According to George Lucas, the work of Akira Kurosawa, the director of Seven Samurai and many other classics, influenced some aspects of Star Wars, particularly the Samurai, which are obviously similar to the Jedi. One minor aspect is that the older leader of the group, Takashi Shimura, rubbed his in a fashion very similar to how Yoda does several times during the films, which I believe Lucas confirms in the commentary track. A while back, I even wrote a post about a possible Seven Jedi movie, which you can read here, but please note that it is not as high quality as my newer posts. Even an episode of The Clone Wars, entitled “Bounty Hunters,” is a remake of the classic story.
Back when I watched the movie for the first time, Seven Samurai was my first real introduction to Japanese cinema. While, at the time, I had probably seen parts of Japanese movies, this was the first one that I watched in subtitles to completion. In fact, this was well before I become an Otaku (anime-fan), and watching Seven Samurai probably indirectly influenced my interest in anime. Of course, since watching Seven Samurai I have seen other Japanese films, as well as a lot of anime. On a side note, there is even an anime series that is inspired by Seven Samurai titled, Samurai 7.
Genre: Epic, Foreign Language, Action,
Release Date: April 26, 1954
Running Time: 207 minutes
MMPA rating: PG
The Good: Epic sweeping story, Likeable characters, Excellent directing, Impressive final battle, Effective character development, Superb cinematography, Strong performances,
Plot: 9.7/10- Seven Samurai’s plot is deceptively simple on the outside, but incredibly effective and perfectly executed. Considering that the premise has been remade so many times, it should be no surprise that the themes resonate so well with so many cultures even today. While viewers with short attention spans might be easily bored by the film’s slow start, and because the first 30 minutes are somewhat odd, for those not familiar with the culture, which included me when back when I first watched it, the film is deliberately paced for a reason. By the end of the movie, you feel the impact of the journey that the film has taken you on.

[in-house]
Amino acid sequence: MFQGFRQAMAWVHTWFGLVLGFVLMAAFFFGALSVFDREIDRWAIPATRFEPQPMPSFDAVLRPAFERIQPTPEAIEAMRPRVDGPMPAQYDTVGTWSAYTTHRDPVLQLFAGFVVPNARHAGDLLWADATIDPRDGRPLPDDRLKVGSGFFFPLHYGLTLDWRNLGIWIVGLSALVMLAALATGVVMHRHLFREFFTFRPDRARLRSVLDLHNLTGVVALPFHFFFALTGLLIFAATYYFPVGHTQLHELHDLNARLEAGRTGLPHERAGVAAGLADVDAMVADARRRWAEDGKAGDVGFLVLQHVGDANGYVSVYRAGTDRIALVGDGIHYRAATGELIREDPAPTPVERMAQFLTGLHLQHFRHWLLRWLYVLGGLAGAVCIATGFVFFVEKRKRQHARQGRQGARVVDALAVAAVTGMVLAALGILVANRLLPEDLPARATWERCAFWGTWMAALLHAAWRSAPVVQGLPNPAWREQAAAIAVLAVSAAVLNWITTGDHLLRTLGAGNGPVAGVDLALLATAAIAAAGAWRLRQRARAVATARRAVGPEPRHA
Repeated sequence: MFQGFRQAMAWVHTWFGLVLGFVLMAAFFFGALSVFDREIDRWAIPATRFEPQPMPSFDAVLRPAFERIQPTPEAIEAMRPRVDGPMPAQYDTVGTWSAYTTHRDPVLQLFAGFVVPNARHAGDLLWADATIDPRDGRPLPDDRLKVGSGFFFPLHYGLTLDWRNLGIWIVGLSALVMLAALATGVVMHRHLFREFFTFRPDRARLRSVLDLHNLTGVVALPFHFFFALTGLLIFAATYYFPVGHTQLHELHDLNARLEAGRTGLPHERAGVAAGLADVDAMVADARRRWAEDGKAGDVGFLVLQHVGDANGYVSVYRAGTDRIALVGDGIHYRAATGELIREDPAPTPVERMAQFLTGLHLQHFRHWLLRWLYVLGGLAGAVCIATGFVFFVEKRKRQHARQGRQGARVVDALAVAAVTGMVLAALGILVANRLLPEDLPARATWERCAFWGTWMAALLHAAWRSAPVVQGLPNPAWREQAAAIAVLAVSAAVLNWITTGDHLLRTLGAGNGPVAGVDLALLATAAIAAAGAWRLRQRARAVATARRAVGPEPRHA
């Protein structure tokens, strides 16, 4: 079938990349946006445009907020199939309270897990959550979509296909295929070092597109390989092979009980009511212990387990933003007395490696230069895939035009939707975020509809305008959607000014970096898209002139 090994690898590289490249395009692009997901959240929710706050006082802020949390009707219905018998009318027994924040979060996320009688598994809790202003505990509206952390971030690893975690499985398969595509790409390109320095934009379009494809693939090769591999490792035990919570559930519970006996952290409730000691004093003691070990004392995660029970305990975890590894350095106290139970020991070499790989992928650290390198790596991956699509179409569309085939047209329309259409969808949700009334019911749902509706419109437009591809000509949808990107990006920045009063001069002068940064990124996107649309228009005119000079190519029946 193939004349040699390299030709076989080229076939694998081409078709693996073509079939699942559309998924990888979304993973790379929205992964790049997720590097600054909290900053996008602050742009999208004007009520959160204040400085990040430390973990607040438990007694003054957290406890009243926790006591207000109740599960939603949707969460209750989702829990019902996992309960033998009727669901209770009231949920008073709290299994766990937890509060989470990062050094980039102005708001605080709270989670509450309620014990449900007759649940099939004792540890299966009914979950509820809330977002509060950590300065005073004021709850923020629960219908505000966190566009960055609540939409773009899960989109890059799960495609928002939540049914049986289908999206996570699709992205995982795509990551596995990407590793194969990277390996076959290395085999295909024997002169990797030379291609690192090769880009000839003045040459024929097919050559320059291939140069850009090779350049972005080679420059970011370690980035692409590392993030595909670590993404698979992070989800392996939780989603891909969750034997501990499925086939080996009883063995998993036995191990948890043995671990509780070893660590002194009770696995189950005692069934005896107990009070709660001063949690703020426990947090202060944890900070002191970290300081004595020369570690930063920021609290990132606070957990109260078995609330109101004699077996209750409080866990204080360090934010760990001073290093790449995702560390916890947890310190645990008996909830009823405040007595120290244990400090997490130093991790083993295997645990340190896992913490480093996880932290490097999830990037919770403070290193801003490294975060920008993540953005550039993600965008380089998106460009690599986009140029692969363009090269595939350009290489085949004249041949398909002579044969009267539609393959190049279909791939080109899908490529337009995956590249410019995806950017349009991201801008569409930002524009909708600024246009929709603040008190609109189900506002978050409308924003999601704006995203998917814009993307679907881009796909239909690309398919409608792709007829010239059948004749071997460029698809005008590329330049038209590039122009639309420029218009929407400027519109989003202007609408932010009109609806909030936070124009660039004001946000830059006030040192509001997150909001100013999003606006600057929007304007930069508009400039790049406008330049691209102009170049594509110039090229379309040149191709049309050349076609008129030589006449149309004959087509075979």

Characterization: 9.5/10- Thanks to the long runtime, each character is given ample development and motivation. Each character follows a now familiar archetype, which was likely started by this film. Among the excellent cast of likable characters, Kambei Shimada and Kikuchiyo are my personal favorites.
Acting: 9.3/10- Even though some of the background actors overact, the main cast is excellent. Despite not being to understand the language, the expressiveness in the performances of the cast almost conveys what they are saying, particularly Toshiro Mifune as Kikuchiyo and Takashi Shimura as Kambei Shimada. The rest of the Seven are all fantastic as well.
Soundtrack: 7.7/10- Seven Samurai’s soundtrack compliments the film well.
Humor: 7.5/10- To my surprise, there is some good humor to be found in the film, particularly from the character of Kikuchiyo.
Entertainment Value: 7.9/10- Admittedly, with a runtime of over three hours, Seven Samurai is not the type of film that you can just rewatch and have a fun time. However, despite a few slower points, the film maintains a constant level of interest by the viewer.
Overall: 9.5/10- Overall, Seven Samurai more than lives up to its legendary status. While many modern viewers will likely find the film too slow, any classic film fan, Otaku, or anyone interested in foreign cinema should most definitely watch Akira Kurosawa’s masterpiece.
Closing comments: While many remakes have tried, you can never top the original Seven Samurai.
Recommended for: Classic film fans, Otaku, Historical epics fans, Epic fans, Magnificent Seven fans,
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